We have experienced a full cluster failure on our 3 node cluster running SQL Server 2008 R2 with 7 SQL Server instances. It started when we rebooted one of the nodes and it returned an error:

Node '%1' failed to establish a communication session while joining the cluster. The was due to an authorization failure. Please verify that the nodes are running compatible versions of the cluster service software.

The other two nodes were still online. Running a cluster validation test passed. After consulting with Microsoft we decided to take down all 3 nodes, bring one node online with force quorum option (so the cluster would come up on a single node), then bring the other nodes online one at a time. Unfortunately, after doing this, we were left with a single node forced online, because neither of the other nodes would join. The same error above was being reported on both the other nodes.

No resolution has been found for this after 2 weeks of investigation so we were presented with two options:

  1. Rebuild the cluster
  2. Evict the nodes and try to get them rejoined

My question is, this cluster has 7 SQL Server instances on it, and one File Server service. If the cluster is completely rebuilt, or a node is evicted, what are the steps to get SQL Server back working? Do we have to completely reinstall SQL Server or dDo we just have to add the instances back into the new cluster using Failover Cluster Manager without lengthy software installs?

1 Answer 1


If you evict nodes you'll end up formatting the nodes and rebuilding them. Once a node has been evicted from the cluster you won't be able to uninstall the SQL Server instance from the node. You can try manually removing all the registry keys and files, but honestly it's probably faster to reinstall Windows and try getting it back into the cluster.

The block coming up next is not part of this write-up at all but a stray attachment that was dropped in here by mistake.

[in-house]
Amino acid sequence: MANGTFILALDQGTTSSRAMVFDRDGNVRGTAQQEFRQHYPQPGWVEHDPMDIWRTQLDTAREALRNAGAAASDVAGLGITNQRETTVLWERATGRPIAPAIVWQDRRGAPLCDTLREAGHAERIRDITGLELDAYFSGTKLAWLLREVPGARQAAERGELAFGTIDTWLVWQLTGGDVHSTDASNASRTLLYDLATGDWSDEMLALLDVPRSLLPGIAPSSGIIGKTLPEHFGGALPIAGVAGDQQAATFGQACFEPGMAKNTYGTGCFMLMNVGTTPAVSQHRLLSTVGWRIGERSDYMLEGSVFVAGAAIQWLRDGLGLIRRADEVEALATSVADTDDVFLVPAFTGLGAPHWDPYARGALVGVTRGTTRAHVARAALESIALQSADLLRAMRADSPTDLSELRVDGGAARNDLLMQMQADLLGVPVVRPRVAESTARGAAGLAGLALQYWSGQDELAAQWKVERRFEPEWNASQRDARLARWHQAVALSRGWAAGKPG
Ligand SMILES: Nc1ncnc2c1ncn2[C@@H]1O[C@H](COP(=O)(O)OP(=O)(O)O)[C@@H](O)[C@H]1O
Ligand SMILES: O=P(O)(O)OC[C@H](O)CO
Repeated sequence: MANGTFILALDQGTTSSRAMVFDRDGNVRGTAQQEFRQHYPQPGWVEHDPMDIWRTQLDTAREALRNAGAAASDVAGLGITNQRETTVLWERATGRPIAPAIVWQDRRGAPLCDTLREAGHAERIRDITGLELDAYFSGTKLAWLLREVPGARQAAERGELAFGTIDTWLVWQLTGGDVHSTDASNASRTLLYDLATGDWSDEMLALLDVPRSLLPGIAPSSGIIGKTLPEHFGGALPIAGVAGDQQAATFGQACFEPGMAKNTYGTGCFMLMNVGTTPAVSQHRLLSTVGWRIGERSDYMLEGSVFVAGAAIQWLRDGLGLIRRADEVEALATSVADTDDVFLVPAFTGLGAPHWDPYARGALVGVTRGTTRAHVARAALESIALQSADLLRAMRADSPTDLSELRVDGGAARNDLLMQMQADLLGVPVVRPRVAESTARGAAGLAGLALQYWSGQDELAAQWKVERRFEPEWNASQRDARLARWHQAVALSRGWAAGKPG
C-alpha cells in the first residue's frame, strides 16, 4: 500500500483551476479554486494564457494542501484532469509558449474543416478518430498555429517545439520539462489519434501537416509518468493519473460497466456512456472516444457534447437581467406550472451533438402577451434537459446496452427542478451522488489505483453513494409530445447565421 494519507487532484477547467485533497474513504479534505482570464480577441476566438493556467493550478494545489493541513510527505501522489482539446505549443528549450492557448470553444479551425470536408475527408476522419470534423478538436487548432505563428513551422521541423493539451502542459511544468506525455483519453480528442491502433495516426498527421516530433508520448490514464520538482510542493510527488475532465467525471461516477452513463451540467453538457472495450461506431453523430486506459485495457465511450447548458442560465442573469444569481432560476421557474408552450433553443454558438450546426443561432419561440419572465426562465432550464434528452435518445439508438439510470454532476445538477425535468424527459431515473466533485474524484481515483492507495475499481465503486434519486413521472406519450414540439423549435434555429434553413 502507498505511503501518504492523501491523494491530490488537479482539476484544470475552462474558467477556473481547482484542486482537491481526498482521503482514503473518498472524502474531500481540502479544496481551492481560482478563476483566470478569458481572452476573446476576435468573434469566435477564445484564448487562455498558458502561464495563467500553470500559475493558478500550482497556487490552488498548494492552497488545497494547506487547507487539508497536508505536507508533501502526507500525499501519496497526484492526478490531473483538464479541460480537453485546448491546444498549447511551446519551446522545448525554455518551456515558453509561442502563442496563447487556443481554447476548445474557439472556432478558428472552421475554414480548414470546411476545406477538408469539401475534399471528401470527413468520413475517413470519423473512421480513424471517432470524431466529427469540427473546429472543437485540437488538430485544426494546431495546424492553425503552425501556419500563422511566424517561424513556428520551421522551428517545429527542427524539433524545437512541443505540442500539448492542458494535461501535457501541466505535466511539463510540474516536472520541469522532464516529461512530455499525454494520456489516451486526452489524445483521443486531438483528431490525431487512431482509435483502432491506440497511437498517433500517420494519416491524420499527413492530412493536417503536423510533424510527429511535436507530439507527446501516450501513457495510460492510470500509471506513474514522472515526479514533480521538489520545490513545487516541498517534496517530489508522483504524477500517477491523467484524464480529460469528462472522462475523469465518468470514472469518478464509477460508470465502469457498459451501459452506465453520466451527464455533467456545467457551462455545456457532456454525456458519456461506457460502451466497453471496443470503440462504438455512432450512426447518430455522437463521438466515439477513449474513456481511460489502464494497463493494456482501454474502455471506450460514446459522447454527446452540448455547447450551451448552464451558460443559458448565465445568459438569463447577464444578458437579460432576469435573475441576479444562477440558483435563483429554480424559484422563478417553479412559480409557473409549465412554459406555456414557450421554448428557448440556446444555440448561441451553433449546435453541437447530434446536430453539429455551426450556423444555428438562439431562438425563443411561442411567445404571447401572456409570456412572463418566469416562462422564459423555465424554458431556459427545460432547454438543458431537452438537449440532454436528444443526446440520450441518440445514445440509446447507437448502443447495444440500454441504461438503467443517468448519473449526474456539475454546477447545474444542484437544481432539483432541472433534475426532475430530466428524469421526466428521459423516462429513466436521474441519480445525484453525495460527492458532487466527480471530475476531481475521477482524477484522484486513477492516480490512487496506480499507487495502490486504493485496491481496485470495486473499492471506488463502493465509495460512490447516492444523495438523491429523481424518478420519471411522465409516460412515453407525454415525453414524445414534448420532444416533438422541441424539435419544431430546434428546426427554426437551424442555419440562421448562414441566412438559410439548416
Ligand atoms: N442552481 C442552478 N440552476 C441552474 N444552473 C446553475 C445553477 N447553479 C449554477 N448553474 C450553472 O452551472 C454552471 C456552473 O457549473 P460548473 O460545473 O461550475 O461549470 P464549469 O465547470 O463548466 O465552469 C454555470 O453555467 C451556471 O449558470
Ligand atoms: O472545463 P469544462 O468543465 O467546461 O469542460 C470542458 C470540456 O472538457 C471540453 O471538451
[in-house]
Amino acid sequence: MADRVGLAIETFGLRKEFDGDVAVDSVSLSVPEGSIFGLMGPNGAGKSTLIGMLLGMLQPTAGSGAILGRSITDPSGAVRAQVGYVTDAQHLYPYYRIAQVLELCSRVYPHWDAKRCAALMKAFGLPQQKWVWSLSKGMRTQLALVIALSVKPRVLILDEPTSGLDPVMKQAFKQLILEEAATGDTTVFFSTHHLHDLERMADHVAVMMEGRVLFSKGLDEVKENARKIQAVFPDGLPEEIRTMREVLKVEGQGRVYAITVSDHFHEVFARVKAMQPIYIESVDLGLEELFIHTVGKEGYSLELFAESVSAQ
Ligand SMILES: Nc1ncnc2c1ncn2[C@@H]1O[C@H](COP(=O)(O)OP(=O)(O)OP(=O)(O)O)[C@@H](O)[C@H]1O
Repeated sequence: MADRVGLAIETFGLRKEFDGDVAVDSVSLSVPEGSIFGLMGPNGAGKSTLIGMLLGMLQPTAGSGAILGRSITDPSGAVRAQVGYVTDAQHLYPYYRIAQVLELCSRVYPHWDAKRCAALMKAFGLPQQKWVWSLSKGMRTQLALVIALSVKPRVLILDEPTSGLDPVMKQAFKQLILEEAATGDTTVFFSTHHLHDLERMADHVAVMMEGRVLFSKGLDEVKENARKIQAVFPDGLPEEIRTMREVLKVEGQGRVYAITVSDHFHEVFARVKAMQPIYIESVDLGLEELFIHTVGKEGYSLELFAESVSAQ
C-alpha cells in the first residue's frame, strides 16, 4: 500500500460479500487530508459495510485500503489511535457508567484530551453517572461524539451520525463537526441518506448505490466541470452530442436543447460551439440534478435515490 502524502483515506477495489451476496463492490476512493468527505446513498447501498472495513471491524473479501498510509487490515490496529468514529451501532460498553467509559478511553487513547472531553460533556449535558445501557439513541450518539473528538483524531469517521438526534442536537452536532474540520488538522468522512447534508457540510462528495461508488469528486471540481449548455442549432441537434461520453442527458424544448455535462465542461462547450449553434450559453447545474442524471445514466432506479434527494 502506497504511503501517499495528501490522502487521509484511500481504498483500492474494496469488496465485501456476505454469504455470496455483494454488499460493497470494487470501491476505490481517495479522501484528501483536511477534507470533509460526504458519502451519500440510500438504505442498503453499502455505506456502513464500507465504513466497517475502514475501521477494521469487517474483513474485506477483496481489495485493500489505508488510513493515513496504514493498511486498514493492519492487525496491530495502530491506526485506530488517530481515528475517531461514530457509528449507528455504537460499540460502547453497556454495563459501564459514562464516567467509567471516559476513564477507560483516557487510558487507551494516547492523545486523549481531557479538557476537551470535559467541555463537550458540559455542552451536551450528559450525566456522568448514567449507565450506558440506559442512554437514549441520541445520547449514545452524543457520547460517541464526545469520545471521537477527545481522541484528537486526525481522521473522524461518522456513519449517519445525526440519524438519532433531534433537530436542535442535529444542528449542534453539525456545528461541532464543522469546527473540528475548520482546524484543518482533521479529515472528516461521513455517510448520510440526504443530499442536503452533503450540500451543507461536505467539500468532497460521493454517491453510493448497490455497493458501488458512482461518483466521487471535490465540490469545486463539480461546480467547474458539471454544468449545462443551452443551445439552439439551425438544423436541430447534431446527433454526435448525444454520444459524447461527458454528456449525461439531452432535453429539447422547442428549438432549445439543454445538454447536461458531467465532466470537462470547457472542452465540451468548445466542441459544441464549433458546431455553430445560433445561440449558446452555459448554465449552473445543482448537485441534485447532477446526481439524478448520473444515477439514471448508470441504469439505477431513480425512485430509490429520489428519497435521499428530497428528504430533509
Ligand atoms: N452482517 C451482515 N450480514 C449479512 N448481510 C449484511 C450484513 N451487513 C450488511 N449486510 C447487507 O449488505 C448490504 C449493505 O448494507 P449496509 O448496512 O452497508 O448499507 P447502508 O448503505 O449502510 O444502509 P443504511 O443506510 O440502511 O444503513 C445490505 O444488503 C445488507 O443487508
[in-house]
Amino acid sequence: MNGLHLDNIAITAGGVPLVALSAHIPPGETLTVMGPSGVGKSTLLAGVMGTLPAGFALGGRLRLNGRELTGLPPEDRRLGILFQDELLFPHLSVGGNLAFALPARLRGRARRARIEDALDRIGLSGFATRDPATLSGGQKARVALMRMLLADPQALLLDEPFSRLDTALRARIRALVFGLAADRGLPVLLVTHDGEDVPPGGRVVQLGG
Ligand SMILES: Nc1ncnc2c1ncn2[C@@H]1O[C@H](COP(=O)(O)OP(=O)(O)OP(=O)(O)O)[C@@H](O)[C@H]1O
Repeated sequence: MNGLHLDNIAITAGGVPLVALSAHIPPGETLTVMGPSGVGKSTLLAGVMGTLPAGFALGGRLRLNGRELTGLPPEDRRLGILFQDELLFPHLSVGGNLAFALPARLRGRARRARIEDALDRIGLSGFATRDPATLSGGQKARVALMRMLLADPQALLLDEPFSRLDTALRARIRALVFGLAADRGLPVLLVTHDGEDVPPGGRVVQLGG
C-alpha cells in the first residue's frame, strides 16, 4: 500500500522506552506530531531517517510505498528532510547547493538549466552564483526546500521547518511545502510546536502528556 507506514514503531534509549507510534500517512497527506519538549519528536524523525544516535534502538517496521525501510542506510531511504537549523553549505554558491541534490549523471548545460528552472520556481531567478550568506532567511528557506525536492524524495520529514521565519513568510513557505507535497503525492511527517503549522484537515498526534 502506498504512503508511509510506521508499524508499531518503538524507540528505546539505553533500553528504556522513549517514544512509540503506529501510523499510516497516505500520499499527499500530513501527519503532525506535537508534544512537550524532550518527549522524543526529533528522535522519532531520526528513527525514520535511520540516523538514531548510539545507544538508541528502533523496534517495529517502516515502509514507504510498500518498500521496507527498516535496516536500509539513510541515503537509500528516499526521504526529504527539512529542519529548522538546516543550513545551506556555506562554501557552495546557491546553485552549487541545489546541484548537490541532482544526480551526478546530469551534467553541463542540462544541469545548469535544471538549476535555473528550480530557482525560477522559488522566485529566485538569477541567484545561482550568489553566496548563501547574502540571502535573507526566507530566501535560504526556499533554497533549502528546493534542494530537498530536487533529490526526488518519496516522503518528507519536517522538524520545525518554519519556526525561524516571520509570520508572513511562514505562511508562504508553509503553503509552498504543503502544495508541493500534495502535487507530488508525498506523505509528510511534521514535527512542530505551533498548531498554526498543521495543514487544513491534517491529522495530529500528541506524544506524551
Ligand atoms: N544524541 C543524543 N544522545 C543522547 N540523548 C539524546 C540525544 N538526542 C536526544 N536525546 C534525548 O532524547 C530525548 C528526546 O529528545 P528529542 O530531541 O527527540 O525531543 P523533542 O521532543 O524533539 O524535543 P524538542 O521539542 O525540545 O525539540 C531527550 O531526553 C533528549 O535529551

Has Microsoft not been able to get you towards any resolution on this?

Either way you're looking at a cluster rebuild basically from scratch here with 21 SQL installs, which I'm sure as you know takes forever. There are some ways to make this take less take (building a new two node cluster, installing everything there, then doing a controlled migration between clusters, use DNS to redirect connections to the new names so applications don't need to change, etc.

If this was my environment I'd burn it down and bring it back fresh, obviously with as little downtime as possible.

--sales pitch-- It might be a good idea to bring someone in that has a lot of clustering experience (me, someone else, either way) to help with the rebuild to make sure that everything is setup exactly as it should be and to help take the pressure off your internal team (who probably hasn't been getting a lot of sleep the last two weeks). If you've got a lot of clustering experience in house then this isn't needed of course. I'm just worried because something went horribly wrong doing something which souldn't have been that big of a deal to do. --end sales pitch--

Disclaimer: I'm a consultant.

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